The Books of My Numberless Dreams

It’s official

Posted on: July 11, 2007

The Well of Loneliness by Radclyffe Hall is one of those books one must read before you die. (“Attempt” falls under my definition of “read” (a sincere attempt) because one must give leeway in such matters.) It is both because of the writing and not. I’m almost ashamed to admit that it might be because of the message (ewwwww! I know, I know, I want to shower after typing that) or rather the tremendous emotion, the rage, the ferocity that can be clearly seen behind every word. It’s both hard for me to imagine how anyone could pick up this book and not be overtaken, persuaded and yet very easy because Hall’s prose is…sometimes it’s clumsy, belaboured and improbable. She can be melodramatic and twee. It’s her “voice”, her spirit which allows me to forgive that in a way I never could forgive a polished, elegant prose that was sterile and lacked verve.

It’s offensive and so immensely stupid and abominable that high school students can be assigned books that cover all kinds of “sins” but this one will not make it for some time (if ever) because of the sexual orientation of the protagonist.

*ahem* Anyway so, I was saying? Yes, you really should try it! Other books on my Read Before You Die (RBYD) list are

  • Dreamtigers by Jorge Luis Borges
  • Songs of Innocence and Experience by William Blake
  • The Stone Angel by Margaret Laurence
  • Ahead of All Parting by Rainer Maria Rilke
  • Oscar Wilde’s plays (I can’t decide which one yet)
  • Jane Eyre by Charlotte Brontë
  • The Beautyful Ones Are Not Yet Born by Ayi Kwei Armah
  • Swann’s Way by Marcel Proust (Lydia Davis translation, please)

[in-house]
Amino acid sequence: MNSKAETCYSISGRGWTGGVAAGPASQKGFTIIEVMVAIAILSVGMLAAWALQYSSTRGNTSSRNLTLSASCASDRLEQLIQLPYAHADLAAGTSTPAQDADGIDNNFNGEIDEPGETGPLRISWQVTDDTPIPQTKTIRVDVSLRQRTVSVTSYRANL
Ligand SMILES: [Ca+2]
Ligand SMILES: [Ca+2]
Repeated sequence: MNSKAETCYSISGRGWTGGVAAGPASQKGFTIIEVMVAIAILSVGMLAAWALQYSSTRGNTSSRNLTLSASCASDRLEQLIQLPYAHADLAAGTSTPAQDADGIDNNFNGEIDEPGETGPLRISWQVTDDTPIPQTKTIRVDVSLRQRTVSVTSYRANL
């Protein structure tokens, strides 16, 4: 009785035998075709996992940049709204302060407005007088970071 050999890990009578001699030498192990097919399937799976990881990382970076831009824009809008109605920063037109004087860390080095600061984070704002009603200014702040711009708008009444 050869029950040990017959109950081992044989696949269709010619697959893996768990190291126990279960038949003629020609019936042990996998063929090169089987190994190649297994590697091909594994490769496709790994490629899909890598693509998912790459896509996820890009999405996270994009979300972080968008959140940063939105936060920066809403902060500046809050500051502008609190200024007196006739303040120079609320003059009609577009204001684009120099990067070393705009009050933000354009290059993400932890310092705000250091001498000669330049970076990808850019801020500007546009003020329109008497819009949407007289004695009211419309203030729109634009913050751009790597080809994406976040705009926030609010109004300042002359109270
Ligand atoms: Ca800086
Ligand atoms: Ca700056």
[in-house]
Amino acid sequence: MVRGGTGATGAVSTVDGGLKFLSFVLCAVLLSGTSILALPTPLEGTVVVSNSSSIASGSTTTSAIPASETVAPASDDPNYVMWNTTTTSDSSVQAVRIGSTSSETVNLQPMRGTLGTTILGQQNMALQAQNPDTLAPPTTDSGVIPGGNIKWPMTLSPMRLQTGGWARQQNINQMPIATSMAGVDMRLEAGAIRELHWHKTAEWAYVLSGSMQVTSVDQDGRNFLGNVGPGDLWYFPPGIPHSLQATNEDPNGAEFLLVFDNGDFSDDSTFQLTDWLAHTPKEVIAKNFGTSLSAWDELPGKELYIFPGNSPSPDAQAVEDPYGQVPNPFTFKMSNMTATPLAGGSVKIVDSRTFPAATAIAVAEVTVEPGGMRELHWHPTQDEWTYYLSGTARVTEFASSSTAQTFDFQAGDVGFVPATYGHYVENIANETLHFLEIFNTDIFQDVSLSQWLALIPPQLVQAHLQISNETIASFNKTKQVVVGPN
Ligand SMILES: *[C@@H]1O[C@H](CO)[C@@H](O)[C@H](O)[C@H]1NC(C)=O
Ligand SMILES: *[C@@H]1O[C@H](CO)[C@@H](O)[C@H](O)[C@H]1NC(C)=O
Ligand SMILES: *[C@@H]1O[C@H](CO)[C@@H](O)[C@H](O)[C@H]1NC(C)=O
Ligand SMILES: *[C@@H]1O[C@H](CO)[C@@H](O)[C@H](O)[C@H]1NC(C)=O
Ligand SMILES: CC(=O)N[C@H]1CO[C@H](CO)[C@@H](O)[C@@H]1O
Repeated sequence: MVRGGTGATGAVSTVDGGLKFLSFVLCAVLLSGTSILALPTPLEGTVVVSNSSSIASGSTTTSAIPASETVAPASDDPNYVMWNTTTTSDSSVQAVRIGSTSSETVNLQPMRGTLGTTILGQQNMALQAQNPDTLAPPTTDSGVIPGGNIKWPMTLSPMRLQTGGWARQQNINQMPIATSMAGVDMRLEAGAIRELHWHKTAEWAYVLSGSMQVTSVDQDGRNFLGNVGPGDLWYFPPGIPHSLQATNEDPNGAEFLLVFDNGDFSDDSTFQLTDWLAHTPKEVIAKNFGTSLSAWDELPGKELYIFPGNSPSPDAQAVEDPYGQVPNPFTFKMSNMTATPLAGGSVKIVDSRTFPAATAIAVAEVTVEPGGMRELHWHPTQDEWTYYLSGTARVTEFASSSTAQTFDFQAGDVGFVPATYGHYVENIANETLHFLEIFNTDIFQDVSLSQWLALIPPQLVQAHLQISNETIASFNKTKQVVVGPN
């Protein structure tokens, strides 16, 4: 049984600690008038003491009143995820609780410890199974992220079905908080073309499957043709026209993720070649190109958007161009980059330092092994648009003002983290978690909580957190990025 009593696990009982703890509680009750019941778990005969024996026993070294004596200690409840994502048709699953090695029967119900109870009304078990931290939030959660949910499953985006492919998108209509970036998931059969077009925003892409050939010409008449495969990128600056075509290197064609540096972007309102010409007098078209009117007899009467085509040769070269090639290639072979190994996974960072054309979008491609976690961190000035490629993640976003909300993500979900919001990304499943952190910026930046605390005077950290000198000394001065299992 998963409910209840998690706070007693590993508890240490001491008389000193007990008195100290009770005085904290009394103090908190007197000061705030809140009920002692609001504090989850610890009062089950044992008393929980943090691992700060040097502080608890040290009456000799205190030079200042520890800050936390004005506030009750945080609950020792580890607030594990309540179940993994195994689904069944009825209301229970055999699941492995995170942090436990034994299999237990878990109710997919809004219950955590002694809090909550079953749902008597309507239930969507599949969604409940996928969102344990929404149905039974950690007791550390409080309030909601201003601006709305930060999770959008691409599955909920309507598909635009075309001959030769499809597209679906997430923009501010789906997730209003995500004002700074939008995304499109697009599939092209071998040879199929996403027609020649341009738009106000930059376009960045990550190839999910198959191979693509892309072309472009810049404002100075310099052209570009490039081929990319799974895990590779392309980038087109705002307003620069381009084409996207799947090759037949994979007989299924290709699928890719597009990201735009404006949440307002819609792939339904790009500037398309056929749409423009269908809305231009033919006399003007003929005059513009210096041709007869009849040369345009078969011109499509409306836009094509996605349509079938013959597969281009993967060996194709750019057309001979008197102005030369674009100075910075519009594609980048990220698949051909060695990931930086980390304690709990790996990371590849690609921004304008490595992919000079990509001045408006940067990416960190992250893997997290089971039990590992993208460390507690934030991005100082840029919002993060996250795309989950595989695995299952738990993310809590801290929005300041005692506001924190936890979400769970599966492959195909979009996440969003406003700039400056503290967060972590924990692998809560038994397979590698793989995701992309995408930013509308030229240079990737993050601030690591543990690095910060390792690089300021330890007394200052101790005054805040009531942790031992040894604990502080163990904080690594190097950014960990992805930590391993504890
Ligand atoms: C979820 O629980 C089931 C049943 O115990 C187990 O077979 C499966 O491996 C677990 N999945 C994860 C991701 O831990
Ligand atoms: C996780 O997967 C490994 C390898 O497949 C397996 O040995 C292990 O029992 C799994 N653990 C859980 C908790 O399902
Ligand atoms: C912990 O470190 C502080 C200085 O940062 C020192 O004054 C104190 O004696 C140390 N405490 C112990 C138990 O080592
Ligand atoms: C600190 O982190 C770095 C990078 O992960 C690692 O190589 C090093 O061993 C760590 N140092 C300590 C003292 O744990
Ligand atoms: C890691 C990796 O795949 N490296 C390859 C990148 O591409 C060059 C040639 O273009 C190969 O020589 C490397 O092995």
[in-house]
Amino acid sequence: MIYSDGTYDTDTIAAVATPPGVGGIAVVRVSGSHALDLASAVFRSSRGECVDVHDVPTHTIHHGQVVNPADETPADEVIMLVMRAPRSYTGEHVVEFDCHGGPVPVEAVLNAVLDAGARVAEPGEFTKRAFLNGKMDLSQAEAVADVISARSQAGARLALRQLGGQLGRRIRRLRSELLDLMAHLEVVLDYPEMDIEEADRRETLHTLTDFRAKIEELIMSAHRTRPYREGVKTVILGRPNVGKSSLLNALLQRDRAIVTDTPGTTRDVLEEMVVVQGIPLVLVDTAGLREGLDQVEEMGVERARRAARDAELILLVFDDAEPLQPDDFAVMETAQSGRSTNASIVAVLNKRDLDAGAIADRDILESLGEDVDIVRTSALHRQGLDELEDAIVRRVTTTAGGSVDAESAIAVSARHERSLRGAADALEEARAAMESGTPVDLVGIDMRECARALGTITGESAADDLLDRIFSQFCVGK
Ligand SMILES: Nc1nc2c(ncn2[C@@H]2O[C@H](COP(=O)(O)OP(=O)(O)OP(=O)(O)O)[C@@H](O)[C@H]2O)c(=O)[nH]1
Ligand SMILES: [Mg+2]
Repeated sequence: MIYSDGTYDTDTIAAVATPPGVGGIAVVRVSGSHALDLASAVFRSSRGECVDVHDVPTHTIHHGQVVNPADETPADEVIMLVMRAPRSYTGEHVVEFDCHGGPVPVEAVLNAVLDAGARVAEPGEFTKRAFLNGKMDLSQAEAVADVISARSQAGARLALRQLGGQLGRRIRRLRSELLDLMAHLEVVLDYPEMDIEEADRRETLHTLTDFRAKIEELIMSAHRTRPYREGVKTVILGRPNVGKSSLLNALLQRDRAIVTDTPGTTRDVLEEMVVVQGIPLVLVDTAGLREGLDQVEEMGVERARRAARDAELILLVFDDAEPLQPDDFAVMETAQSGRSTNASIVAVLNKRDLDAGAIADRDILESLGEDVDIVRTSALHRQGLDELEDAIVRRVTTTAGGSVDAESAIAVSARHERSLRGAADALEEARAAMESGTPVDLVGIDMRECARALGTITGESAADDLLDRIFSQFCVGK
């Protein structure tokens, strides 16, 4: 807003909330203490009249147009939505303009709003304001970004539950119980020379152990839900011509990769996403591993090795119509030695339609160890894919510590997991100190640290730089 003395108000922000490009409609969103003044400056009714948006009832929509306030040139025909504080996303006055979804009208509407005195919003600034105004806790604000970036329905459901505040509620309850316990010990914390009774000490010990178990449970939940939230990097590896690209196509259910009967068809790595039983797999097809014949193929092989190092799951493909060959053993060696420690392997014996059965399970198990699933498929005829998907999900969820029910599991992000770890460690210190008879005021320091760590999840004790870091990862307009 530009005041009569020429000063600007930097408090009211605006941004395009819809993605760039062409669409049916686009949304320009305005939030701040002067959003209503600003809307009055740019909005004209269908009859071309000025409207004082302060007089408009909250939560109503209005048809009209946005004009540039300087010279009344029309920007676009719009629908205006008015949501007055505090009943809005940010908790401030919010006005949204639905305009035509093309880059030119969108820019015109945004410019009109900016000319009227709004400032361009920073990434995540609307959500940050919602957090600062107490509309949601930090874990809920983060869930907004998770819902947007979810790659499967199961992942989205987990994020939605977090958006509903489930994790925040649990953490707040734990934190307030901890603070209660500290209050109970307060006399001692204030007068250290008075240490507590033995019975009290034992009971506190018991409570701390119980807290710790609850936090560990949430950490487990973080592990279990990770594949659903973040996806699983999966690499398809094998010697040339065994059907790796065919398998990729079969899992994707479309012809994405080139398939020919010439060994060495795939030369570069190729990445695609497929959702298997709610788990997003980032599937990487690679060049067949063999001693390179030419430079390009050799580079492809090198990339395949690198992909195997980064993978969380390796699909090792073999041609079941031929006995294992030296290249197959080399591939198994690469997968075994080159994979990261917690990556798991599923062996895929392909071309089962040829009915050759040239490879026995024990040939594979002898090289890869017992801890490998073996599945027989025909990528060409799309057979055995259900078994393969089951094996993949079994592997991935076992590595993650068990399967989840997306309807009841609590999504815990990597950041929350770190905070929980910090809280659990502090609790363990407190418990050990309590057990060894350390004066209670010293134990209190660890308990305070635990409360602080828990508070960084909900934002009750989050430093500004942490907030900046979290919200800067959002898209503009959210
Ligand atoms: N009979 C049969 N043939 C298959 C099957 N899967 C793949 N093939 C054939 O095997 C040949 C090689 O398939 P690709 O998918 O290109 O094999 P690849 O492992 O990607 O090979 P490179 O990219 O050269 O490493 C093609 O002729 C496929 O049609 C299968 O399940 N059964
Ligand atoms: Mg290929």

• The Iliad by Homer (Richmond Lattimore translation)
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23 Responses to "It’s official"

Hmm … I like this list. I’ve done the Proust, the Wilde, the Blake.

You know, I never got around to completing Jane Eyre. I loved Villette, but just things just got in the way of my reading of Jane Eyre.

Will have to rectify this little oversight.

Never know where to begin with Borges.

Will see if I could ever get around to Well of Loneliness.

Other than Jane Eyre and some of Wilde’s plays, I’ve never read anything on this list, although some of them are on my TBR list.

Oh, and I love The Iliad, although so far the Fagles translation is my favourite. And by a lucky coincidence, it’s also printed in my favourite edition.

Dark O I haven’t tried Villette but your comment makes me want to pick it up now. You should try finishing Jane Eyre I don’t think you’d regret it.

I started with Atlas actually, I’m not sure why. I was sitting in the library one day and decided to try one of his books and this one had pictures so. 😀 It’s probably as good as intro as any because the transporting quality of his writings is there in a more literal form and you get a concrete sense of his allusive style. Hard to get book though. People usually give Ficciones as a starting point, no? I have his Collected Fictions that I meander my way through. His Book of Imaginary Beings is a nice side dish. (First read about it in Hardboiled Wonderland.)